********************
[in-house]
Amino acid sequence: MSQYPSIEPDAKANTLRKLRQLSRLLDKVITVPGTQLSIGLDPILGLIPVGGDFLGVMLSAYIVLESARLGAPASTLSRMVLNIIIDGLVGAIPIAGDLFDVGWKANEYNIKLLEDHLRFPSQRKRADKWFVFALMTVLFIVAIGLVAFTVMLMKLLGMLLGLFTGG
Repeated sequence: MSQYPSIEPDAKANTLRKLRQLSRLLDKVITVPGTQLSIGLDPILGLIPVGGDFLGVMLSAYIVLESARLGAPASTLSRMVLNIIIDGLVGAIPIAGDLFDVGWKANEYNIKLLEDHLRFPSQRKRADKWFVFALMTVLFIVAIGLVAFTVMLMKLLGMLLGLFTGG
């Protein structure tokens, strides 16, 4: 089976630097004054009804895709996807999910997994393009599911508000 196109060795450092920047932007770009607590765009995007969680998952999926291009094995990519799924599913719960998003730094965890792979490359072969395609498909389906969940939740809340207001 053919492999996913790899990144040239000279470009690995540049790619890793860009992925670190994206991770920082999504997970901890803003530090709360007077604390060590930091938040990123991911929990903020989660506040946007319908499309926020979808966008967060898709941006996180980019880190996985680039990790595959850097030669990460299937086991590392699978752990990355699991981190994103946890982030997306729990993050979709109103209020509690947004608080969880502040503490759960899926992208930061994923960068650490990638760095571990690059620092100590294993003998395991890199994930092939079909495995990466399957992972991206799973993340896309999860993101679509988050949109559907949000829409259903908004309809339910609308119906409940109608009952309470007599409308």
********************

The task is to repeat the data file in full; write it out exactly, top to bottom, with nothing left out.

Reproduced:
[in-house]
Amino acid sequence: MSQYPSIEPDAKANTLRKLRQLSRLLDKVITVPGTQLSIGLDPILGLIPVGGDFLGVMLSAYIVLESARLGAPASTLSRMVLNIIIDGLVGAIPIAGDLFDVGWKANEYNIKLLEDHLRFPSQRKRADKWFVFALMTVLFIVAIGLVAFTVMLMKLLGMLLGLFTGG
Repeated sequence: MSQYPSIEPDAKANTLRKLRQLSRLLDKVITVPGTQLSIGLDPILGLIPVGGDFLGVMLSAYIVLESARLGAPASTLSRMVLNIIIDGLVGAIPIAGDLFDVGWKANEYNIKLLEDHLRFPSQRKRADKWFVFALMTVLFIVAIGLVAFTVMLMKLLGMLLGLFTGG
């Protein structure tokens, strides 16, 4: 089976630097004054009804895709996807999910997994393009599911508000 196109060795450092920047932007770009607590765009995007969680998952999926291009094995990519799924599913719960998003730094965890792979490359072969395609498909389906969940939740809340207001 053919492999996913790899990144040239000279470009690995540049790619890793860009992925670190994206991770920082999504997970901890803003530090709360007077604390060590930091938040990123991911929990903020989660506040946007319908499309926020979808966008967060898709941006996180980019880190996985680039990790595959850097030669990460299937086991590392699978752990990355699991981190994103946890982030997306729990993050979709109103209020509690947004608080969880502040503490759960899926992208930061994923960068650490990638760095571990690059620092100590294993003998395991890199994930092939079909495995990466399957992972991206799973993340896309999860993101679509988050949109559907949000829409259903908004309809339910609308119906409940109608009952309470007599409308």